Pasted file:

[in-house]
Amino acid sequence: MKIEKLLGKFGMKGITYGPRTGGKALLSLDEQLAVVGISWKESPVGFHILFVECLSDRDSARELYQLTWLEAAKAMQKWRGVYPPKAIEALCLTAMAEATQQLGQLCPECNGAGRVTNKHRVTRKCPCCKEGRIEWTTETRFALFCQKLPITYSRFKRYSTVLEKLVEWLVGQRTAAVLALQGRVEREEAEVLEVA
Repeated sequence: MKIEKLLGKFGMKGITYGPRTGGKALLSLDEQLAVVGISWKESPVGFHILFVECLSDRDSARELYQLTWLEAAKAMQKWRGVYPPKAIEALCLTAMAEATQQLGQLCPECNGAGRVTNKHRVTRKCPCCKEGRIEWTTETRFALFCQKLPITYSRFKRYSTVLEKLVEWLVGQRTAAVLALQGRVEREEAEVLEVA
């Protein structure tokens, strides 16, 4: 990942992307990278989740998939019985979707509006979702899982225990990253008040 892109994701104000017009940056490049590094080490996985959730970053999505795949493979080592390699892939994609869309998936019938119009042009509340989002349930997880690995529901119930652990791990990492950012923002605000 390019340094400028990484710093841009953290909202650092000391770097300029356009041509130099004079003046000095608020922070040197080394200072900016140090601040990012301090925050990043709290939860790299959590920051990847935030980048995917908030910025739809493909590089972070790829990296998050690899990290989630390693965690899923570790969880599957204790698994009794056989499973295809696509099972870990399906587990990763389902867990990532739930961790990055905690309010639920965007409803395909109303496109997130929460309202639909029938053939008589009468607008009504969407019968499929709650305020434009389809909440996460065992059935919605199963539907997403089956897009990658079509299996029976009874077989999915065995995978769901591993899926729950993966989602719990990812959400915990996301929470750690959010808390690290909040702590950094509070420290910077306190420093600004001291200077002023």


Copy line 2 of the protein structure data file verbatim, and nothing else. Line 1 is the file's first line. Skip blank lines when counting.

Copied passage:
Amino acid sequence: MKIEKLLGKFGMKGITYGPRTGGKALLSLDEQLAVVGISWKESPVGFHILFVECLSDRDSARELYQLTWLEAAKAMQKWRGVYPPKAIEALCLTAMAEATQQLGQLCPECNGAGRVTNKHRVTRKCPCCKEGRIEWTTETRFALFCQKLPITYSRFKRYSTVLEKLVEWLVGQRTAAVLALQGRVEREEAEVLEVA